There is the present during which we are doing something we like so much we would like the moment to last forever; this present is short. But the present we wish would please be over soon is not; it is interminable. What our feelings have to do with time, which is intricately related to tense, being the thing tense describes, is a question it’s sometimes better not to think about for the simple reason that thinking about it is counter-productive. The moment we think that this is a great thing we’re doing and would like the moment to last forever, it’s gone. It’s in the past, no longer in the enjoyable present. Likewise, thinking about the painful situation we’re in merely adds excruciating to interminable.  But there IS a present that does seem to go on forever, a present that has nothing to do with us personally and so which we cannot control or affect with our thoughts, and that is the eternal present, the present that is always there, that we believe has always been there, and that we believe always will be there. This is such a strange and beautiful present that it perseveres in our imaginations despite being constantly disproved. We first experience the eternal present in experiencing our parents; later, when we have children of our own, what we think of them when they are in their cute stage. The eternal present is most vividly and experienced in regard to mountain ranges and seascapes and summer and almost any sunny day; basically the visible world at the time we are in it. Eternity, which may be another word for the eternal present, may or may not exist, but thinking it exists in the present appears to be a survival mechanism of perpetual and stubborn naivete.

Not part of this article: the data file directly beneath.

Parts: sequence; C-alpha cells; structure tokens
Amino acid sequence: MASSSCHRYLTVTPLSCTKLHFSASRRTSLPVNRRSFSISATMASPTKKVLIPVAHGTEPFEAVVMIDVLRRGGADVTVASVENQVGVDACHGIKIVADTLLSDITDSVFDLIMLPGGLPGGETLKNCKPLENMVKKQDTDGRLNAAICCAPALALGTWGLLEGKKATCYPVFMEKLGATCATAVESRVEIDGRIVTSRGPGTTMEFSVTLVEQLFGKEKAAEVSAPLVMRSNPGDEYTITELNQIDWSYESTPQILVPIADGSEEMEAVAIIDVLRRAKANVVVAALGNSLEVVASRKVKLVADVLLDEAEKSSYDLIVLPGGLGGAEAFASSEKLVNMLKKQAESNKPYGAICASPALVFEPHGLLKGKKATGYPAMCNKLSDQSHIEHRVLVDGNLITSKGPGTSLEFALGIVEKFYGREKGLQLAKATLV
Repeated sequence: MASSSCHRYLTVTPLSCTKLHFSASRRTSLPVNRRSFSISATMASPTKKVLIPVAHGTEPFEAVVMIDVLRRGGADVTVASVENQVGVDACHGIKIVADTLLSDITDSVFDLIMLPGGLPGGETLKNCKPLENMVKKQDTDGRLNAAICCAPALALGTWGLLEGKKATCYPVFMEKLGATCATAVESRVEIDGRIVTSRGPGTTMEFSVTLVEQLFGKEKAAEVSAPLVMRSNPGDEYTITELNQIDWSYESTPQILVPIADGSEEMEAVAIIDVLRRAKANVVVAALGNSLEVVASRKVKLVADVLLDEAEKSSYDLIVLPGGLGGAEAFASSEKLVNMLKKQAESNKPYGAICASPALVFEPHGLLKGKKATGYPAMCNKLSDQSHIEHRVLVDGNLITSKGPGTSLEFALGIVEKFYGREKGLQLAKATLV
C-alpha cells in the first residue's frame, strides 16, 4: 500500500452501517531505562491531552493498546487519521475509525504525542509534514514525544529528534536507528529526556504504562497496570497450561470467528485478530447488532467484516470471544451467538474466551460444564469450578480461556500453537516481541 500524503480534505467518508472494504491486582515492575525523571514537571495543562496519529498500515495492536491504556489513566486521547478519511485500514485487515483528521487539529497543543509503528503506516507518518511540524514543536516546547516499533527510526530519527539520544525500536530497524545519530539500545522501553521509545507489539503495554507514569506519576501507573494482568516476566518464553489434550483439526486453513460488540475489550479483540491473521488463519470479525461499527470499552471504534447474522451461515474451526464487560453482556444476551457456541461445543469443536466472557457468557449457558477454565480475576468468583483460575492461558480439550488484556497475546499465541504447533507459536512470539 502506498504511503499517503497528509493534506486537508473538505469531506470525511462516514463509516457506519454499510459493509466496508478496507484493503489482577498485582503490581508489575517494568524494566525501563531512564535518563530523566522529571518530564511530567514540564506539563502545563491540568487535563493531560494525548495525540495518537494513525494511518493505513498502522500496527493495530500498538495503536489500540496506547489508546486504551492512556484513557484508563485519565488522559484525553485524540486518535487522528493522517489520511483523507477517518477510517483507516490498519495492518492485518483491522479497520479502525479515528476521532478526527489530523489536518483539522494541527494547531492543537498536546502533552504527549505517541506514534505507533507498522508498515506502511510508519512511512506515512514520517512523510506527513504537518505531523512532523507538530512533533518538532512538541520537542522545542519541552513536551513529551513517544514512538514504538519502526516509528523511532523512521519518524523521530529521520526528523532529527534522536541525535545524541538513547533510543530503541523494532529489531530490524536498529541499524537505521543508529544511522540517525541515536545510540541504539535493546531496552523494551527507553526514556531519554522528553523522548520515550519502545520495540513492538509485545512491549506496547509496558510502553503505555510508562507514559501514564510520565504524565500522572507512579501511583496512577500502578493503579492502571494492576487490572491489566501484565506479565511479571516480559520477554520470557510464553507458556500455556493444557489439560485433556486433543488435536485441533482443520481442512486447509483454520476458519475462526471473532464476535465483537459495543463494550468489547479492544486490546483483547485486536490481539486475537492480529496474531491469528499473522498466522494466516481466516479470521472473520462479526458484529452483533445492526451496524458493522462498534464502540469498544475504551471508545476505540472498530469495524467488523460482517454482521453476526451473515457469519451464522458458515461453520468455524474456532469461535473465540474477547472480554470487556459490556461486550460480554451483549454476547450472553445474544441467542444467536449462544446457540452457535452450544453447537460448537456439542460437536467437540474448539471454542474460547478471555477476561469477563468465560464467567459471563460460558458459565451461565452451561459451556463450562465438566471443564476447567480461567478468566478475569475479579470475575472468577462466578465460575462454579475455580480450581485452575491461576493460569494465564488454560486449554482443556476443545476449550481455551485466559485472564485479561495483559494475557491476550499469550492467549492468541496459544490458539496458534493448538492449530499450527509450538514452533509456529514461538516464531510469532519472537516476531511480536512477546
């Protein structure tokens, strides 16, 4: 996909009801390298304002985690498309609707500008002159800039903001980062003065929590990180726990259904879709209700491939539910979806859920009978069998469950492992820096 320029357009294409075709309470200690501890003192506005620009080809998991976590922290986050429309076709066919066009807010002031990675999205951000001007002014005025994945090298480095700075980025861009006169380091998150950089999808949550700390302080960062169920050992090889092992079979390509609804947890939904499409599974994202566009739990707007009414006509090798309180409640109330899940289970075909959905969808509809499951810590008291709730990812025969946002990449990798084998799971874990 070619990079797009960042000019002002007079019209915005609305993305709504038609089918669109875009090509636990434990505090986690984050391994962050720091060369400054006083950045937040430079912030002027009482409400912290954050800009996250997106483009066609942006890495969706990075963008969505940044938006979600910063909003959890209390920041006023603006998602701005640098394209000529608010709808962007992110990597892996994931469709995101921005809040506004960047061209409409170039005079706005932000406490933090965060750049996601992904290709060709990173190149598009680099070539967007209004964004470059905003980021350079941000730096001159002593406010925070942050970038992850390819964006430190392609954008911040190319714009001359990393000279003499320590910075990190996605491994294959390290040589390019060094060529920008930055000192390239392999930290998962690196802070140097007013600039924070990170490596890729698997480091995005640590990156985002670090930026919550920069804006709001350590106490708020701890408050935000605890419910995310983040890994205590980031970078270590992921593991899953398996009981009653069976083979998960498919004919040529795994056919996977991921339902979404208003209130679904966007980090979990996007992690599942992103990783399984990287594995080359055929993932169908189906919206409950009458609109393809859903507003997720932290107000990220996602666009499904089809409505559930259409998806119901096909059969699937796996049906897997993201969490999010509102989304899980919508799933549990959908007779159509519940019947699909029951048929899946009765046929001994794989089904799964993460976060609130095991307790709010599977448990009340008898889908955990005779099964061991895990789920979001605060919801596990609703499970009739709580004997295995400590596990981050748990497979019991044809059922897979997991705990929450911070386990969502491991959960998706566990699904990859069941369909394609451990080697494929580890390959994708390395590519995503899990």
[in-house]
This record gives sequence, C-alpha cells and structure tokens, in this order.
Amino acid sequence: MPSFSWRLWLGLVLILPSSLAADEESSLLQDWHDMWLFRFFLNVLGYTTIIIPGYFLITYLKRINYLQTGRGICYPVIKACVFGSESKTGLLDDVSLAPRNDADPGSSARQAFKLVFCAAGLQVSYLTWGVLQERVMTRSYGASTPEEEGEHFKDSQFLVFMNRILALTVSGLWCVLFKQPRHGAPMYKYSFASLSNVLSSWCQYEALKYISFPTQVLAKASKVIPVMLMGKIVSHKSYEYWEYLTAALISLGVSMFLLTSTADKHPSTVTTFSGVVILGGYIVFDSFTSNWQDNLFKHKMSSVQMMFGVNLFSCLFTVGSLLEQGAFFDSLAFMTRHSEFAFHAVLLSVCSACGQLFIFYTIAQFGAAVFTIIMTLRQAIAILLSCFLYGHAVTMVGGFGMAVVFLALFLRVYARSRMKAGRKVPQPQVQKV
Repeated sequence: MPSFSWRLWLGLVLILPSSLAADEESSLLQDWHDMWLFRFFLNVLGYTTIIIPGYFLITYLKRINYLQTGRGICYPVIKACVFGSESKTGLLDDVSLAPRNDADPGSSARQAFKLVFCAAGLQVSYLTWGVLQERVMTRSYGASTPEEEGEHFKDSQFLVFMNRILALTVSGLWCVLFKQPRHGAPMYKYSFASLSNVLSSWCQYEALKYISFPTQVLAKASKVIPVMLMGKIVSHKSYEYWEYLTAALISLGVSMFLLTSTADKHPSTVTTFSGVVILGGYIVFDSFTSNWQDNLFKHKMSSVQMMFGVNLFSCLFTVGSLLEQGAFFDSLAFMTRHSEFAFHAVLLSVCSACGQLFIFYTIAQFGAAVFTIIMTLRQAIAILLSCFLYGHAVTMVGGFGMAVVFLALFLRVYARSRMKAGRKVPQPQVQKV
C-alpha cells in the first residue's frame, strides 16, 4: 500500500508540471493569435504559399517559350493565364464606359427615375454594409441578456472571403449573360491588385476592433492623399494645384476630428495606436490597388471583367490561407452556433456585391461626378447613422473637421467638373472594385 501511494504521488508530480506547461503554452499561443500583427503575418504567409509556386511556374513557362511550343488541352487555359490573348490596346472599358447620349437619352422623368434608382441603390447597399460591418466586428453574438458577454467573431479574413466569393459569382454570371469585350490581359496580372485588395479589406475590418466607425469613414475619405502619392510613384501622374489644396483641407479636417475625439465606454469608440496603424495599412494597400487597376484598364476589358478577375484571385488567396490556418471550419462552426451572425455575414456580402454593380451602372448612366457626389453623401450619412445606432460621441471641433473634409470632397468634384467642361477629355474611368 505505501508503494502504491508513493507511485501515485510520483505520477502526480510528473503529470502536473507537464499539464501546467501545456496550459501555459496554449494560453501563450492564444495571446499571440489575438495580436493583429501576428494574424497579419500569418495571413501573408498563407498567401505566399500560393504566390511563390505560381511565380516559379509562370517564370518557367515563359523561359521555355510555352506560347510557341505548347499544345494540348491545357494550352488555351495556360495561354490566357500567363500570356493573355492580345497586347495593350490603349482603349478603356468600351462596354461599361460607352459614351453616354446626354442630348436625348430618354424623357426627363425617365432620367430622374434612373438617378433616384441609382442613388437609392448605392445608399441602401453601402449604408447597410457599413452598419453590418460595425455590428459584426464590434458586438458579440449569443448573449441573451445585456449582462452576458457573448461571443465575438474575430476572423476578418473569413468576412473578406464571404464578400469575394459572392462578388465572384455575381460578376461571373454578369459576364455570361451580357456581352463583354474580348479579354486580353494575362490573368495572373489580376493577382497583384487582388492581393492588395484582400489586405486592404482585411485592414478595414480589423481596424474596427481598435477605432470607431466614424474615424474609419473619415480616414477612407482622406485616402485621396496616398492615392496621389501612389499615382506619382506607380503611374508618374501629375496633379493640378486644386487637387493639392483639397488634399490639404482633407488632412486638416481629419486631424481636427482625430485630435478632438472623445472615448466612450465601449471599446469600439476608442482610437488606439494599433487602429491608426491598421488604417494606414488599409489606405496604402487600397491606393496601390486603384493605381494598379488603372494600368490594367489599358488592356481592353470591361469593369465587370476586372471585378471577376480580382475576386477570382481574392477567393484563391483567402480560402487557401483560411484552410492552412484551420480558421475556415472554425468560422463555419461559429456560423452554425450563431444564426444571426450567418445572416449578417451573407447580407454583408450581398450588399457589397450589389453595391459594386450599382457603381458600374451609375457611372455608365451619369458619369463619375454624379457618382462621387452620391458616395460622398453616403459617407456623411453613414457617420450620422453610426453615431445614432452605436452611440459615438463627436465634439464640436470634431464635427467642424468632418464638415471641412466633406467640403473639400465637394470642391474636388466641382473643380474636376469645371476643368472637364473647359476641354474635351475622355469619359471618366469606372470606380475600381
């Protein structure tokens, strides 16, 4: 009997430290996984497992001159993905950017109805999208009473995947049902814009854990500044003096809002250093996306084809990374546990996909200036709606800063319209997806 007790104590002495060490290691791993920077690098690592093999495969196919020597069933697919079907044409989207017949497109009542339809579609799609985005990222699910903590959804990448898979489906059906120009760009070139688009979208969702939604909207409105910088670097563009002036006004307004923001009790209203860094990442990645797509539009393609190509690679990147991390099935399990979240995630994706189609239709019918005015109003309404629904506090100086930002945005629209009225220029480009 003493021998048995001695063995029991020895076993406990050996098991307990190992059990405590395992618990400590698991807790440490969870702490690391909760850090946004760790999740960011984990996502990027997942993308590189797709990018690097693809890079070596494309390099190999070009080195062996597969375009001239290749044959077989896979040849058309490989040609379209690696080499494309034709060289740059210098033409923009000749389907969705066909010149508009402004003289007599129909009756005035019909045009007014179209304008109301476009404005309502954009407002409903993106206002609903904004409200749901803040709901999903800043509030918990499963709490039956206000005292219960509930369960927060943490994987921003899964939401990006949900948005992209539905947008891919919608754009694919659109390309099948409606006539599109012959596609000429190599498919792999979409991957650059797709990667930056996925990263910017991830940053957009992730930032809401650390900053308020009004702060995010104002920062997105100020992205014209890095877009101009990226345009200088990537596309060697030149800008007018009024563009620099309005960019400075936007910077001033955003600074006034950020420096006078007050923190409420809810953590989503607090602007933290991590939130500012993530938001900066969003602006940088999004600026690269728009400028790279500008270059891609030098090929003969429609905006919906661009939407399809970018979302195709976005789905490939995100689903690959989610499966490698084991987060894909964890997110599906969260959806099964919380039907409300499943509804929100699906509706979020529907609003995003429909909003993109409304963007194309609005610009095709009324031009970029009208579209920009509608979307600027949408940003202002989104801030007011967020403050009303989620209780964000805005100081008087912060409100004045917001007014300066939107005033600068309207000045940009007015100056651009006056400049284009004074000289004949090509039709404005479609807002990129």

One of the most interesting of the present tenses is that experienced when time appears to be suspended. This is like the eternal present except that it actually is. It is the tense from which the present got its name because it is truly a gift, that long forever Sunday-Afternoon-present in which there is nothing that needs to be done and one can, without anxiety, sleep late, stroll in a museum or in the woods or cook complicated recipes from the newspaper. This is contrasted with the Monday-morning-present, about which enough said.

            In the next section we will uncover more of the complications of tense, including the past subjective and the present relative, but the ever-popular and enigmatic simultaneous future tense, the tense in which multiple futures co-exist at the same time, will not be covered. Also called a relationship, it will be dealt with in another course entirely.



1 comment :

William Hill said...

A relative present would be tense.